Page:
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Observations of a life enhancing project for those living with Aphasia

Observations of a life enhancing project for those living with Aphasia

“Aphasia is an impairment of language, affecting the production or comprehension of speech and the ability to read or write. Aphasia is always due to injury to the brain-most commonly from a stroke.” National Aphasia Association.

Stroke Rehab Dogs provide innovative and motivating therapeutic opportunities for stroke survivors of all ages and backgrounds.

Volunteers and their dogs work alongside stroke survivors with specific goals in mind, led and supervised by Sallie Bollans (the founder of Stroke Rehab Dogs), based in North London.   As well as having a 30 year background in Occupational Therapy, Sallie has also specialised in Animal Assisted Interventions and how the power of the human-animal bond can be so effective in a therapeutic setting.  Sallie has also formally studied canine behaviour, psychology and training, and utilises all these skills to deliver this unique intervention. The sessions are fun, inspiring and affirming for the stroke survivors, the dogs, and the volunteers.

Stroke survivors with Aphasia engage with the dogs in different activities dependent on their specific goals. Activities such as giving the dogs commands, identifying different parts of the dog’s body, reading instructions and following them, asking questions of the owners, writing the names of the dogs, and keeping the score during ‘competitions’.

Stroke Rehab Dogs is based on the power of the human–animal bond, and I have witnessed first-hand on numerous occasions how a bond is formed, and something amazing happens. It can be in the touch of a paw, the eye contact, the nudge of a nose, the resting of a head on a lap. Something happens that cannot be explained rationally, but there is a difference in the stroke survivor. It can be as simple as a genuine smile that lights up their eyes, a slight shift of posture, a more upright stance or a joyous laugh. It is almost as if something is released, or something re connects in that moment.

As volunteers from all walks of life we have no medical preconceptions of stroke survivors, and because of that we can see them simply as amazing, courageous individuals who we have the privilege of walking alongside for a part of their journey, and it is a humbling and profoundly moving experience.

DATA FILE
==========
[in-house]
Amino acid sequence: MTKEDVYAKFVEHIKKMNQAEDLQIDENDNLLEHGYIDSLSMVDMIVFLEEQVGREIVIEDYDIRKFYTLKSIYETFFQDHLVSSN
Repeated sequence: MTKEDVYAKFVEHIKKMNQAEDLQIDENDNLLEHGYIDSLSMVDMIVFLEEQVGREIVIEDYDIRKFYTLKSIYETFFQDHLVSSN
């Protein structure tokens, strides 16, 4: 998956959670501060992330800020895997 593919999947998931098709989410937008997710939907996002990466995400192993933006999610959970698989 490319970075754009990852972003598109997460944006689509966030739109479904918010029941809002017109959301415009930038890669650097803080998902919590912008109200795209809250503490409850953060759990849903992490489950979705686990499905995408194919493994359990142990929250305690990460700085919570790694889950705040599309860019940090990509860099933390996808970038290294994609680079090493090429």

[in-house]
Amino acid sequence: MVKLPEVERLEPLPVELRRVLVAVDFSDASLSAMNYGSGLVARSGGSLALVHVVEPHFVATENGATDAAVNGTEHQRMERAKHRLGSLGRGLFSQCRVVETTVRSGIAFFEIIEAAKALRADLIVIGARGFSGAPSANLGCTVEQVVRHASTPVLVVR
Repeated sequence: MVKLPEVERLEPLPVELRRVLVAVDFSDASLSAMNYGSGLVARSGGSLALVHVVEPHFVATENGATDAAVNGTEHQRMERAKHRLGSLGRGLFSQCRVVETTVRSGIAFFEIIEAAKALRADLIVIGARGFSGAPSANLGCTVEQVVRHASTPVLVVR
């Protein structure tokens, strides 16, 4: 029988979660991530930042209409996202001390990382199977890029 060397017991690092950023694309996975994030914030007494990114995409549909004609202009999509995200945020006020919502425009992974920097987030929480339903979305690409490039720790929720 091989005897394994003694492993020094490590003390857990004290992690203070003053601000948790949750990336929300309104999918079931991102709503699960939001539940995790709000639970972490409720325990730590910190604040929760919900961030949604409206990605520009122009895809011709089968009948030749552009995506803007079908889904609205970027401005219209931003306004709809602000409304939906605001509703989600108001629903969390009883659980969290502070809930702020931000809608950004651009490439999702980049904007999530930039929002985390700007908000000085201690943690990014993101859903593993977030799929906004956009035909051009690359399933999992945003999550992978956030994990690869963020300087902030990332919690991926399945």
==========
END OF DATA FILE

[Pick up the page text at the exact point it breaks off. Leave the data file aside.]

The following is a quote from the speech and language therapist of a stroke survivor attending Stroke Rehab Dogs sessions (name changed for confidentiality),

Ian has come from having marked comprehension difficulties, a repertoire of only approximately 5-10 words verbally and reduced writing ability to being an extremely competent communicator where he understands both verbal and written commands given by Sallie and the volunteers, reads sentences aloud, gestures, writes words and numbers and holds full conversations with all group participants.

Most noticeably, Ian’s mood has improved. He appears a happy, confident young man who enjoys every minute of the sessions despite working on his most difficult area of function.

… a gentleman who has benefitted from working with the Stroke Rehab Dogs team who has transformed from a frightened, frustrated and significantly impaired man post Stroke, to a confident, engaged, motivated and funny communicator.

Aphasia has a devastating effect on confidence and self-esteem. I have seen stroke survivors affected by Aphasia growing in confidence and regaining their self-esteem as a result of working alongside the dogs. It is not a quick fix, but a slow and challenging journey and a gradual re building of devastated lives, but it is remarkable to see the difference in the communication skills and emotional well-being of those with whom we have been working alongside for a while.

George Eliot said

“… Animals are such agreeable friends- they ask no questions, they pass no criticism…”

and this could be why it works. There is no conscious or unconscious judging or presumptions with a dog. They accept us as we are.

If you would like to find out more about the incredible work of Sallie, the dogs and volunteers, Stroke Rehab Dogs can be found on Facebook.


Cath Demetriou

Volunteer with Stroke Rehab Dogs